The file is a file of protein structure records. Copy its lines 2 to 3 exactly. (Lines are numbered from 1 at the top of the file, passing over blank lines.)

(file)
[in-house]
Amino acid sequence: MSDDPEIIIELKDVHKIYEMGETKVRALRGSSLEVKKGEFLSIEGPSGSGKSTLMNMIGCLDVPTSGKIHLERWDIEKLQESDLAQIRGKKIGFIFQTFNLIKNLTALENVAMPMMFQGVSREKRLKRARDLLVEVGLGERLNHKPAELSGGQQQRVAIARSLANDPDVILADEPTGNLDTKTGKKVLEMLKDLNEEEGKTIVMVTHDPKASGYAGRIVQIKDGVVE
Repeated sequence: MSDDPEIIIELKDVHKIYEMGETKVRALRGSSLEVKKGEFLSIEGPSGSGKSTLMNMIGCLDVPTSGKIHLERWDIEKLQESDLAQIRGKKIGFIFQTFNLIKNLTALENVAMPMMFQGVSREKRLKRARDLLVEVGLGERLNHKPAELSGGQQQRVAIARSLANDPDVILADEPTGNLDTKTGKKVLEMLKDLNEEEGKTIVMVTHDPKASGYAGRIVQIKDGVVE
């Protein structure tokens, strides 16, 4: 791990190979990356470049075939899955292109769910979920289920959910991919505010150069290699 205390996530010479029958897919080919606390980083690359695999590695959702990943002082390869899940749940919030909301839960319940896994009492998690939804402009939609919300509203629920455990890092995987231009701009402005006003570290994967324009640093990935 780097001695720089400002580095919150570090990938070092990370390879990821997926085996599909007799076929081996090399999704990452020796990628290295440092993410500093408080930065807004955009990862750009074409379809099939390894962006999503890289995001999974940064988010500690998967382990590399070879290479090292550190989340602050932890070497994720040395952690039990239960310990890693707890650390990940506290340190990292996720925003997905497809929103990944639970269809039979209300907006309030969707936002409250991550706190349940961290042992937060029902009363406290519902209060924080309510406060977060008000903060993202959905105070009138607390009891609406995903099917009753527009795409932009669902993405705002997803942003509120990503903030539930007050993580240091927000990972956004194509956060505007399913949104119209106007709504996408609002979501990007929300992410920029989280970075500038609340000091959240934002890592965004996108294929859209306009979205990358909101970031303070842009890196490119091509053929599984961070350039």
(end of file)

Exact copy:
Amino acid sequence: MSDDPEIIIELKDVHKIYEMGETKVRALRGSSLEVKKGEFLSIEGPSGSGKSTLMNMIGCLDVPTSGKIHLERWDIEKLQESDLAQIRGKKIGFIFQTFNLIKNLTALENVAMPMMFQGVSREKRLKRARDLLVEVGLGERLNHKPAELSGGQQQRVAIARSLANDPDVILADEPTGNLDTKTGKKVLEMLKDLNEEEGKTIVMVTHDPKASGYAGRIVQIKDGVVE
Repeated sequence: MSDDPEIIIELKDVHKIYEMGETKVRALRGSSLEVKKGEFLSIEGPSGSGKSTLMNMIGCLDVPTSGKIHLERWDIEKLQESDLAQIRGKKIGFIFQTFNLIKNLTALENVAMPMMFQGVSREKRLKRARDLLVEVGLGERLNHKPAELSGGQQQRVAIARSLANDPDVILADEPTGNLDTKTGKKVLEMLKDLNEEEGKTIVMVTHDPKASGYAGRIVQIKDGVVE